While there is strong progress in reducing emissions by many of Europe’s largest companies, progress is uneven. Last CDP report shows that the current ambition of European corporates is in line with the level of emission reductions associated with global heating of 2.7 °C.
Running hot: accelerating Europe’s path to Paris, the last report released by the CDP, estimates that 95% of all corporate lending in Europe comes from banks with a Paris-alignment ambition.
Yet this contrasts with just 8% of European corporates having Scope 1-3 targets in line with a well-below 2°C rise. This has created a gap of more than €4 trillion – between the lending that banks plan to align with Paris Agreement and the currently available demand for such financing according to new analysis from EU-funded non-profit CDP Europe and global management consulting firm Oliver Wyman.
But under 1 in 10 European companies so far have emissions targets aligned with Paris’ well-below 2°C goal – meaning banks financing these companies are far from Paris-aligned today.
The research is based on nearly 1,000 European companies worth around 80% of Europe’s market value disclosing data in 2020 to CDP, which runs the global environmental disclosure system, and wider market research.
Transition to net-zero emissions is moving to the top of the agenda
The gap is starting to close. The latest corporate data shows momentum behind better target-setting among companies, with the best decarbonizing fast.
56% of companies report now having a transition plan in place – rising to over three quarters in the energy sector. Encouragingly, over 50% of European companies by market value have now joined the Science Based Targets initiative, which approves whether emissions targets are aligned with the Paris agreement.
The best companies, in terms of decarbonization, reported total emissions reductions of 15% last year, and cut carbon intensity (emissions per revenue) by one fifth.
But wide differences exist. In the steel and electric utilities sectors, the data shows the best companies are up to 4 times as carbon efficient as the lowest performing. And just 35% of companies in the highest-impact industries are so-far disclosing data on their most important indirect – Scope 3 – emissions, which make up a minimum (and underreported) 80% of all total emissions reported.
The report authors also modeled three potential scenarios for 2030, setting out alternative rates of acceleration in corporate target-setting. Based on this, capping warming at 1.5°C would take an 8x increase in the current ambition level of European corporates on emissions.
The scenarios are based on CDP scores, which give an overall indication of a company’s current climate performance, and CDP temperature ratings, which assigns a temperature pathway to companies based on emissions reduction targets.
The report also points to the key role banks and investors play in achieving this target. Currently, only half of institutions assess if clients or investee companies have Paris-aligned strategies. But without more engagement, the report estimates that in a ‘modest acceleration’ scenario banks may need to adjust their lending portfolios by 20-30% to meet their Paris goals.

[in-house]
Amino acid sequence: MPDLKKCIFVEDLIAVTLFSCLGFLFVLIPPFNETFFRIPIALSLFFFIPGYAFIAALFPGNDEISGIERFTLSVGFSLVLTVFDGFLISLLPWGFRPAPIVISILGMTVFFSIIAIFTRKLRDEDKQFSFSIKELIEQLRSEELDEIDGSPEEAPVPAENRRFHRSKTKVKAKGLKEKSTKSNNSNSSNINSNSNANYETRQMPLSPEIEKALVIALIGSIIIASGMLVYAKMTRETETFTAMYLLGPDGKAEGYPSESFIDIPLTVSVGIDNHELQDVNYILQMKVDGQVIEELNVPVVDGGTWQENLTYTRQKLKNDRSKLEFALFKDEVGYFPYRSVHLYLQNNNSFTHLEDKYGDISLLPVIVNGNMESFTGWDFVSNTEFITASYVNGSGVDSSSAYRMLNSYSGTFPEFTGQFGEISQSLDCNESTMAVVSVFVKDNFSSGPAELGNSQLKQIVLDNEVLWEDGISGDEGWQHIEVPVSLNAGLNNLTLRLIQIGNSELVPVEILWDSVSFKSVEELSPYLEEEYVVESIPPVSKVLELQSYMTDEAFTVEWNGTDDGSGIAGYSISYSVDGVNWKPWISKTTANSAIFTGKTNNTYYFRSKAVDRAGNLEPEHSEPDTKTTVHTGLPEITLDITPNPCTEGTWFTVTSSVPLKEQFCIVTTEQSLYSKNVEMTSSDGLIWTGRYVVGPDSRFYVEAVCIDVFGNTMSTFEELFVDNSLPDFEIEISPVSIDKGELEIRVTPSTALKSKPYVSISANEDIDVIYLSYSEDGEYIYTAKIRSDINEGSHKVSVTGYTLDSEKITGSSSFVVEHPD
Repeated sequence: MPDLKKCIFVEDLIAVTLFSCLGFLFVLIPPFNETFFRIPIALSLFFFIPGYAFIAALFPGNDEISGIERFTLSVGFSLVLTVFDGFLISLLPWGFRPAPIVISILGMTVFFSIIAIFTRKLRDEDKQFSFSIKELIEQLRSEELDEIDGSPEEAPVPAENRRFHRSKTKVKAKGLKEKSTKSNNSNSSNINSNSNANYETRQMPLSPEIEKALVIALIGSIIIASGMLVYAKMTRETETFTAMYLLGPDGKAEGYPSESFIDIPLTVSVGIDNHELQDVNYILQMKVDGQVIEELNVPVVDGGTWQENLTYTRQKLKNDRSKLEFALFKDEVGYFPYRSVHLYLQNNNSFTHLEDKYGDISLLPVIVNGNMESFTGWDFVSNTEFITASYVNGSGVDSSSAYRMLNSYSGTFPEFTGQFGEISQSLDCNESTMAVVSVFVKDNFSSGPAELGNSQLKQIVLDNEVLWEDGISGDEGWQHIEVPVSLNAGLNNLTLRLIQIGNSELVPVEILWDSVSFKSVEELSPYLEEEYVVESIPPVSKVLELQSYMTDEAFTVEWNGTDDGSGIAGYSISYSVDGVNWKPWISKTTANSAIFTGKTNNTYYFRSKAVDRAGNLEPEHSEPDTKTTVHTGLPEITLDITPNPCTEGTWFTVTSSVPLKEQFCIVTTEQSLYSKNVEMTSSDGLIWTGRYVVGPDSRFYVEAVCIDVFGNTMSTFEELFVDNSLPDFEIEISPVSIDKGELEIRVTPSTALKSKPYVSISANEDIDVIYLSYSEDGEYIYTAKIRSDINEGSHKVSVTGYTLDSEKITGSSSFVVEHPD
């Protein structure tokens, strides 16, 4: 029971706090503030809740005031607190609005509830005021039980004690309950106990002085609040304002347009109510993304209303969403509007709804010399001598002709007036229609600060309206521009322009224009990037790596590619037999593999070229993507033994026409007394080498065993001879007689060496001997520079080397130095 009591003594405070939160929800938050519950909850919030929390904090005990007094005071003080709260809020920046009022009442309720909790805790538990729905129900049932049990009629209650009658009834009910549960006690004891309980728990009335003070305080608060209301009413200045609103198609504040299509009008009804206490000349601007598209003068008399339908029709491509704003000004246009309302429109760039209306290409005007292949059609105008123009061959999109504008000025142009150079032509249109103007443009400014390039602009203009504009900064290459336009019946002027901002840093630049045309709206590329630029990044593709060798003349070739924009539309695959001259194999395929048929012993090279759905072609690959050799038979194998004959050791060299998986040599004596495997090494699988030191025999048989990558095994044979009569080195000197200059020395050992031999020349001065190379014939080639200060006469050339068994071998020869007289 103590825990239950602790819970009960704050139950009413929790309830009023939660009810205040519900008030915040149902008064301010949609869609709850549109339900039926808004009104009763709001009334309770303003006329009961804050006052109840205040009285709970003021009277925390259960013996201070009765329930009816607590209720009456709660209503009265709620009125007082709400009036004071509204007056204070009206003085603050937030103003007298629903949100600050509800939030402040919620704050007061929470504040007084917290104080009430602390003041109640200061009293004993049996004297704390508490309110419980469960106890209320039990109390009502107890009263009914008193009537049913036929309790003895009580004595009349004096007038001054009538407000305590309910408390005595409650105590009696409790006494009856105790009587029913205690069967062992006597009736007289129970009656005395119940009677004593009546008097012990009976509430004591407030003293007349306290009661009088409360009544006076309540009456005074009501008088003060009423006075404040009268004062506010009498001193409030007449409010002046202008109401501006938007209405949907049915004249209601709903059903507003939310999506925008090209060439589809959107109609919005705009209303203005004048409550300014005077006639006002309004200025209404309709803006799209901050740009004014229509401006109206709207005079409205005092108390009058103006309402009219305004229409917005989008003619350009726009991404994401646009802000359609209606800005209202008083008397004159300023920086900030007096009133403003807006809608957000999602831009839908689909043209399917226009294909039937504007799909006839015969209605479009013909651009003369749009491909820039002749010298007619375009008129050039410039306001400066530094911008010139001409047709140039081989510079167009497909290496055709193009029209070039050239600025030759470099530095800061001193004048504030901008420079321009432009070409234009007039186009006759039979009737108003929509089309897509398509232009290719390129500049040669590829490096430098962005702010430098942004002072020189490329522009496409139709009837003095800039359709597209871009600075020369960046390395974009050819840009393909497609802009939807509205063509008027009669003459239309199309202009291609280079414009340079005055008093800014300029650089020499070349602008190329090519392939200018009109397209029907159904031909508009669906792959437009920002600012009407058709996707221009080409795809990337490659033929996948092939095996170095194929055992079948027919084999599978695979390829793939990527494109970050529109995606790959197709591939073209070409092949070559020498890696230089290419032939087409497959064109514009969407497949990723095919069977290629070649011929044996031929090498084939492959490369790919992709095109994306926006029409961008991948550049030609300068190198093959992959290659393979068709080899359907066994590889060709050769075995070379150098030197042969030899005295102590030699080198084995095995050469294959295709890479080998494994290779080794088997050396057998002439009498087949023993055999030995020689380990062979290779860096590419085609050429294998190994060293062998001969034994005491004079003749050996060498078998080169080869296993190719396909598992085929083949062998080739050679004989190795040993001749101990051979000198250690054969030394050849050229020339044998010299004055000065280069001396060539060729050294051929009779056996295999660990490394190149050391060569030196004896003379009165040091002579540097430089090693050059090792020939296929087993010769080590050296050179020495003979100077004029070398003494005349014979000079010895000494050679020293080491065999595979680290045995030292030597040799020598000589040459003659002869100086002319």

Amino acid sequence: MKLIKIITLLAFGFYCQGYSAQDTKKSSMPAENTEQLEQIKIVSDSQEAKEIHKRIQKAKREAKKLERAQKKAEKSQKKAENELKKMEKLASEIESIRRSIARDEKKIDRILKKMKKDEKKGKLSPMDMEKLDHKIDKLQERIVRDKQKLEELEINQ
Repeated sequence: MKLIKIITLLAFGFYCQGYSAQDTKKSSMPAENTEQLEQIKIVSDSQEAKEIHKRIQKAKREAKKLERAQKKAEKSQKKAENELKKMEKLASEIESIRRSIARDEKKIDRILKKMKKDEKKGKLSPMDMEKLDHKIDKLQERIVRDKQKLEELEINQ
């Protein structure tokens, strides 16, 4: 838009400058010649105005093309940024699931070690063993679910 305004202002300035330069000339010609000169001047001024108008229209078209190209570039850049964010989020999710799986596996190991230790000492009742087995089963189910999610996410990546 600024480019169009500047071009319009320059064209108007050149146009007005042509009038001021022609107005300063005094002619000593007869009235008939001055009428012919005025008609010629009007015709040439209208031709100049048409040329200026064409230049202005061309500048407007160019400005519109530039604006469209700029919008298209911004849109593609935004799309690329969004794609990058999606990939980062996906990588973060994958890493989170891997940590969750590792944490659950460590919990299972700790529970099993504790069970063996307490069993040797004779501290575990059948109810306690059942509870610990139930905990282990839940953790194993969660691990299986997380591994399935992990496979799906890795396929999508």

Overall, Europe’s corporate sector is on track for 2.7 °C of global warming by the end of the century – with countries ranging from 2.3°C (Switzerland) to 3.0°C (United Kingdom, Belgium, Italy).  Switzerland, Denmark and Sweden are the closest to Paris agreement target of ‘well-below 2°C’ while Belgium, UK, and Italy have highest temperature, at 3.0°C.
The new report was presented at the CDP Europe Awards last week, held with the European Investment Bank on Euronews, where speakers include Angela Merkel and the European Commissioner for Financial Stability, Financial Services and the Capital Markets Union.
“The European corporate sector is running hot. Based on current ambition, it’s on a 2.7°C path of warming – over a degree more than climate science says we need to achieve to prevent climate change’s most catastrophic impacts. That leading corporates across many sectors are now setting ambitious targets and delivering emissions reductions is positive and shows rapid decarbonization is doable. But with less than 1 in 10 companies having ambitious enough targets, our new data shows we need far more action from corporates and financial institutions to make good on our goals. Banks and investors have their own big ambitions: now we need them to engage companies more to raise the level of disclosure and action so we accelerate Europe’s path to Paris and to deliver the European Green Deal.”Maxfield Weiss, Executive Director CDP Europe
“This year’s paper includes encouraging developments, with more than half of companies setting out transition plans, and many making real strides in cutting emissions. But it also shows how much we need to hasten the pace if we are to hit the Paris targets. Many of the region’s leading financial institutions have set out a big ambition to align their lending and investments with Paris and that will help create a virtuous circle – those companies who are getting ahead of the transition should find it easier to raise capital.”James Davis, Partner, Financial Services and Head of Sustainable Finance Europe, Oliver Wyman
The report is available here
 Under 10% of companies, weighted by the amount they borrow from banks.
 The potential scenarios modelled suggest that to reach the 1.5°C target, a minimum of 65% of European companies would need to have targets in line with at least well-below 2 °C, and 30% would require 1.5°C targets. This compares to today’s 8% and 7% figures.